Page last updated at 16:16 GMT, Friday, 16 October 2009 17:16 UK

Ambassadors going out with a bang

By Andrew Bryson
Producer, BBC Radio 4's Parting Shots

Foreign Office
The tone of diplomatic despatches has changed over the years

What killed the British ambassador's valedictory despatch?

This centuries-old tradition survived in the Foreign Office through countless changes of government, upheaval and wars - before coming to an abrupt end under Labour in 2006.

Perhaps the remarkable thing was that it lasted so long.

An outgoing British ambassador had absolute freedom to write whatever they wished in their final telegram home: about the post they were leaving, about the governments they had served, about the Diplomatic Service itself.

Roger Pinsent's missive from Nicaragua is a classic example.

There is, I fear, no question but that the average Nicaraguan is one of the most dishonest, unreliable, violent and alcoholic of the Latin Americans

Roger Pinsent, Managua, 1967

Especially candid were final valedictories, written by ambassadors quitting their last posting before retirement.

Diplomats finally had an opportunity to be indiscreet, without fear of reprisal, and many seized it with both hands.

They knew that whatever they chose to say - serious foreign policy advice, funny anecdote, or bitter tirade - it would find the widest audience.

The tradition was that valedictory despatches would be widely circulated, with hundreds of copies printed and avidly read across government. Lord Moran wrote his final telegram from Canada in 1984.

One does not encounter here the ferocious competition of talent that takes place in the United Kingdom. Canadians still seek wider opportunities elsewhere. Anyone who is even moderately good at what they do - in literature, the theatre, skiing or whatever - tends to become a national figure, and anyone who stands out at all from the crowd tends to be praised to the skies and given the Order of Canada at once

Lord Moran, Ottawa, 1984

The problem was that with the advent of email, confidentiality became harder to keep.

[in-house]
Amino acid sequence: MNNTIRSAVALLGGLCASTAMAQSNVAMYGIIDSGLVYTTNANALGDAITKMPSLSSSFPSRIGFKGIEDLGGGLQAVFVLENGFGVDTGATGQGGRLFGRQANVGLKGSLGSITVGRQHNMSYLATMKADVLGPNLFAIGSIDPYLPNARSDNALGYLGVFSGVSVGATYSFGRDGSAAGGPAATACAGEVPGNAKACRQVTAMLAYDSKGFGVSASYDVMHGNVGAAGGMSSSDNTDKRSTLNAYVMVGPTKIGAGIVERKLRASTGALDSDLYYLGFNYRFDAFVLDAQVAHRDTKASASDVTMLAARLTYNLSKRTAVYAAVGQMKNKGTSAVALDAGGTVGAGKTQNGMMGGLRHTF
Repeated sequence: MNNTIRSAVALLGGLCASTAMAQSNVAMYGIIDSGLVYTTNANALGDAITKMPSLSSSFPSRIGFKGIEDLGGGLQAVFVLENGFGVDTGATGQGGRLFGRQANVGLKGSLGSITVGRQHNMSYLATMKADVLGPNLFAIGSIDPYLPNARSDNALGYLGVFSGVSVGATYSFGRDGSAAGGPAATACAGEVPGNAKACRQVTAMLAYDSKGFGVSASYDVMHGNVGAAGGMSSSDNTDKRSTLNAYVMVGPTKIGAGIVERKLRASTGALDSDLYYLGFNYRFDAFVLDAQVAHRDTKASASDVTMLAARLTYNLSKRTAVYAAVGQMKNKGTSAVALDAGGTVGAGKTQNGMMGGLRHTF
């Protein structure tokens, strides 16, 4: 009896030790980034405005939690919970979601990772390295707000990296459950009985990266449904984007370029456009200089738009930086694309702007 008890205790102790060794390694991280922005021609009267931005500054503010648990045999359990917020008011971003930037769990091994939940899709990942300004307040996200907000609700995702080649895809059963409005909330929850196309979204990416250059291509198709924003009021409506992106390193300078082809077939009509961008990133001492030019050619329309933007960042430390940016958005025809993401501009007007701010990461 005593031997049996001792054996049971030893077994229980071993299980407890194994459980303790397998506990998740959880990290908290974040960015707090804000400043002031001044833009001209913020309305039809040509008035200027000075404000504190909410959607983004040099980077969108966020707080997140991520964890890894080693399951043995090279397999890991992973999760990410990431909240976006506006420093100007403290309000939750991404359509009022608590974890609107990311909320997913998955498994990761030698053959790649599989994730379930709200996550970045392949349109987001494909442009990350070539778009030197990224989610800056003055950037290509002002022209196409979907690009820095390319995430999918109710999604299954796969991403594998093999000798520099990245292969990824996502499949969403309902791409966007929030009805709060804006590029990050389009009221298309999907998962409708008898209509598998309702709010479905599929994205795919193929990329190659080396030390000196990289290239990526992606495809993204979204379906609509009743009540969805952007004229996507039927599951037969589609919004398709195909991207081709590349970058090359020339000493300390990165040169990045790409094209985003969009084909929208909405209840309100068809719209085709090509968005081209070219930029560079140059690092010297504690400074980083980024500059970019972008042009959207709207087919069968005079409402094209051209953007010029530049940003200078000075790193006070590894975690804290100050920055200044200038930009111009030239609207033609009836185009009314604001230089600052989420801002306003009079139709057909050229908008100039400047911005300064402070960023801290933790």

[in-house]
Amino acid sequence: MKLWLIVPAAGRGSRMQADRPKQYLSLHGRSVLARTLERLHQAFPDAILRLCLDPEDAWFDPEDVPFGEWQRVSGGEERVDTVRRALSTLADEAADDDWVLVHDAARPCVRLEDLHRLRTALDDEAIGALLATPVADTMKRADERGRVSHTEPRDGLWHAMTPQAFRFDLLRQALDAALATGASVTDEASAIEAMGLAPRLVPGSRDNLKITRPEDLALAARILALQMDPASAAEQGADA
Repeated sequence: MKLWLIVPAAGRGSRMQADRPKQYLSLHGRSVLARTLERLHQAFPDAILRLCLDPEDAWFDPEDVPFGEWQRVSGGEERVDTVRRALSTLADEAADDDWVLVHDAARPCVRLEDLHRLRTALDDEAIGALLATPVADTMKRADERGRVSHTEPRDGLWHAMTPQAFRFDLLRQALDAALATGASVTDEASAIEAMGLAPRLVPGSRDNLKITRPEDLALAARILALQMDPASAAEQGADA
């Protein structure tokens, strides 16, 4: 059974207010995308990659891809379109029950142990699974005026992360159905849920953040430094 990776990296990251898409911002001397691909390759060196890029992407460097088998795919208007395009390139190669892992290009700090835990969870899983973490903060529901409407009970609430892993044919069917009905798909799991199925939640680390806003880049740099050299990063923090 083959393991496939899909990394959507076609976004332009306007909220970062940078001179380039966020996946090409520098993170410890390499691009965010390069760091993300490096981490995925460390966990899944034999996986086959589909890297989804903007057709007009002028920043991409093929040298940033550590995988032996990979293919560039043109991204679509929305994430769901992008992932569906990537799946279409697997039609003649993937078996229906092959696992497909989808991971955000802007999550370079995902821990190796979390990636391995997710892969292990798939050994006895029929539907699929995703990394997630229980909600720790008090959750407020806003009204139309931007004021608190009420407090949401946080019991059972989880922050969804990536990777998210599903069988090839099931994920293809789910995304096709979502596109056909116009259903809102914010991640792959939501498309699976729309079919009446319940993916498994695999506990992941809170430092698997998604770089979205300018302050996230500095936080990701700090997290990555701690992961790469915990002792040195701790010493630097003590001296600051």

"I was worried at the time of the growing tendency of these valedictories to leak," admits Sir Peter Ricketts, Permanent Under-Secretary of the Foreign and Commonwealth Office and head of the Diplomatic Service.

"They were doing real damage to the confidence and trust that has to exist between ministers and officials.

"That's a two-way thing: confidence on the part of officials that if they send frank and hard-hitting and objective advice ministers will take that seriously and welcome it, and trust on the part of ministers that if that advice is sent, it stays confidential.

"And I felt that that trust was breaking down."

The final straw was a 2006 valedictory from Sir Ivor Roberts, the outgoing British ambassador to Italy.

It was fitting that his parting shot, the last of the genre, should also be a classic.

He told of a Foreign Office under siege by management consultants, efficiency drives and Wall Street business-speak mumbo-jumbo.

Can it be that in wading through the plethora of business plans, capability reviews, skills audits, zero-based reviews and other excrescences of the management age, we have indeed forgotten what diplomacy is all about?

Sir Ivor Roberts, Rome, 2006

Hours after this telegram was sent, ambassadors received word from Whitehall that the practise of distributing valedictories widely around the service was to be discontinued.

"That seemed to me a shame" Sir Ivor says.

"It seemed to me that the accumulated wisdom of someone who has served for almost 40 years, in my case, in diplomacy ought to be shared as widely as possible, and not limited to a handful of people in London who might or might not have a particular axe to grind in burying that criticism or those reflections if they were felt to be politically inconvenient."

Reading Sir David Gore-Booth's 1999 despatch from India, the likely embarrassment within the Foreign Office can only be imagined.

One of the great failures of the Diplomatic Service has been its inability to cast off its image as bowler hatted, pin striped and chinless with a fondness for champagne… Indeed cocktail parties are death as I am sure 99% of diplomatic service colleagues would agree. Whoever it was who suggested an international treaty banning National Day receptions should be canonized

Sir David Gore-Booth, Delhi, 1999